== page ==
Higgs’s dig revealed something, er, big…

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My head has been reeling at the news that science might be on the verge of confirming that the Higgs boson does indeed exist.

But I could see it puzzled my family.

I said: “I always knew that the Hadron Collider would find the Higgs boson.”

“I’ve never heard you mention it before,” said my wife.

I said that ever since Professor Peter Higgs postulated in 1964 about the way matter obtained mass I had my doubts about using “atom smashing” to find out. I am very relieved that it achieved something.

“Like what?” asked my wife.

“Well, something,” I said.

She remained puzzled.

Why, she wanted to know, would all those scientists at the European Centre for Nuclear Research (CERN) stand and applaud each other with tears of happiness springing from their eyes?

“Something happened,” I said. Something of huge importance.

Otherwise why would old Prof Higgs be there shaking his bearded head in wonderment that his boson was about to be triumphantly held aloft, so to speak, just like when Archimedes leapt out of his bath trying to hold up a slippery bar of Lifebuoy shouting “Eureka! I have found it!”?

When the CERN particle accelerator was started up near Geneva, what did I say? Actually, I forget. But I did say something for I knew as soon as all those tiny particles were sent whizzing round and round that 27km circular tunnel – all going in different directions at almost the speed of light and smashing into each other like minibus taxis – something was bound to happen.

At a later stage I remember addressing the family at the dinner table and saying: “Something is bound to happen.”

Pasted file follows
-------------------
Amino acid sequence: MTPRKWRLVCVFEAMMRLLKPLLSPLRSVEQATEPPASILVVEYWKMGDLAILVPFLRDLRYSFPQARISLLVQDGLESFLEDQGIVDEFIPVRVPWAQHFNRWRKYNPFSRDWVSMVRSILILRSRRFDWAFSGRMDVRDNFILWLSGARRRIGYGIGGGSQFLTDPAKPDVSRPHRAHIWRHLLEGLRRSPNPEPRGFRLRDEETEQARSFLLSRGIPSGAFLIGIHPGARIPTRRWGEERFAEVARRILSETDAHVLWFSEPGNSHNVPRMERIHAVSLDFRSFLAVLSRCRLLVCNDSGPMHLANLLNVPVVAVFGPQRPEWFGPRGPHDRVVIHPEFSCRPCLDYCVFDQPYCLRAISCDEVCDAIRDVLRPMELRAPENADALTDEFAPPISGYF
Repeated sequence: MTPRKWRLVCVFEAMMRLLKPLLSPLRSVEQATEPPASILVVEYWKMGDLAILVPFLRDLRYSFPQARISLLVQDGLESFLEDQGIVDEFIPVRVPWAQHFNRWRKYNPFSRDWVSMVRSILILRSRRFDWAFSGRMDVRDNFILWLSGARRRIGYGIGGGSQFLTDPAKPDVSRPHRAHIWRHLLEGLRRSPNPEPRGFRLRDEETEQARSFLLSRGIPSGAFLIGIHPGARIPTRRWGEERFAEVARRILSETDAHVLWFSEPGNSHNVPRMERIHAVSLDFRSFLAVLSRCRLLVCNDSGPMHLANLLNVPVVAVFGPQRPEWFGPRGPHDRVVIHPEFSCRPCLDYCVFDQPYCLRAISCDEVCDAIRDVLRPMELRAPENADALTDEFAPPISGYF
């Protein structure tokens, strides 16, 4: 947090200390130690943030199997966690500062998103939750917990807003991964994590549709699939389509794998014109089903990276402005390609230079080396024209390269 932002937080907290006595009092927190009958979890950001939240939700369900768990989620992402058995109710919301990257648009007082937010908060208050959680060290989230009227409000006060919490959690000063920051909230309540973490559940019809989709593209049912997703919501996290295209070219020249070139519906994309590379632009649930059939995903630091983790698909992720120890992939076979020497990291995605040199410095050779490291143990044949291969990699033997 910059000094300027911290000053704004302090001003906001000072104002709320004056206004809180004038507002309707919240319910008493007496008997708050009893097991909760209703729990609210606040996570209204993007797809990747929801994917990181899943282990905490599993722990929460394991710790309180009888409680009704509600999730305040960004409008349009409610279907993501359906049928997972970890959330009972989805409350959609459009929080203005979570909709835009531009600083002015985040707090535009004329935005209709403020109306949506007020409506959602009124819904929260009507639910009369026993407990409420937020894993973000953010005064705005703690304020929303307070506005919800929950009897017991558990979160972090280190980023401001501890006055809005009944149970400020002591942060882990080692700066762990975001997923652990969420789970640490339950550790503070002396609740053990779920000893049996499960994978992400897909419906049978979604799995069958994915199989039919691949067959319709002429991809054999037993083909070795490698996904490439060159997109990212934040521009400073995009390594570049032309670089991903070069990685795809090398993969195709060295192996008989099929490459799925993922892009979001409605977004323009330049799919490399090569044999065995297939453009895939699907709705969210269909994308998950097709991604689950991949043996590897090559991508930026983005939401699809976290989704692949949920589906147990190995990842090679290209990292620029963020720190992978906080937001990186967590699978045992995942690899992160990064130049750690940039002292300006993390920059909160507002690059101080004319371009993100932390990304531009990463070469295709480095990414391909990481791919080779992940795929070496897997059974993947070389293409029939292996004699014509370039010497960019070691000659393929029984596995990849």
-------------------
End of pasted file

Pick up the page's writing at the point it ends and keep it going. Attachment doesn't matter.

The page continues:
“Like what, daddy?” asked my eldest daughter who has an inclination towards science no doubt inherited from me.

“Something,” I said.

And I was right. Today we are on the verge of concluding the end of science’s quest for a new subatomic particle – Higgs boson as opposed to Higg’s bosom, which is altogether quite a different thing.

“What’s a boson?” asked my wife. “Isn’t it a naval officer who pipes the captain on board?”

“No,” I said, “that’s a bassoon. A boson is a cluster of particles or something.”

But think of it: after half a century of questing, after two generations of scientists clutching their head bones, we might now be able to understand, or begin to understand, or at least get an inkling of how the universe began.

“What has that got to do with bosons?” asked my wife.

“A lot,” I said.

I can see it now – all over the world school science masters are feverishly trying to understand what the hell this is all about because there’s always some smart Alec in the class – some budding little Einstein – who’s going to ask him: “Sir, how does Higgs boson tell us about the creation of antimatter?”

I just wish I was there to help.

The discovery of whatever was discovered is, I explained to my wife as I looked up from the article in the paper, “the key to understanding why matter has mass, which, combined with gravity, gives all objects weight”.

“What does that mean – ‘matter has mass’?” she asked.

“We are about to find out,” I said meaningfully.

I read out how “the Higgs particle is a crucial plank of the Standard Model”. I had always suspected this.

Without it the universe would have remained a giant cloud of separate particles no more solid than the cloud of dust that comes out of a vacuum cleaner bag if you jump on it.

“So it’s a very important step in science?” said my wife.

“Profound,” I said.


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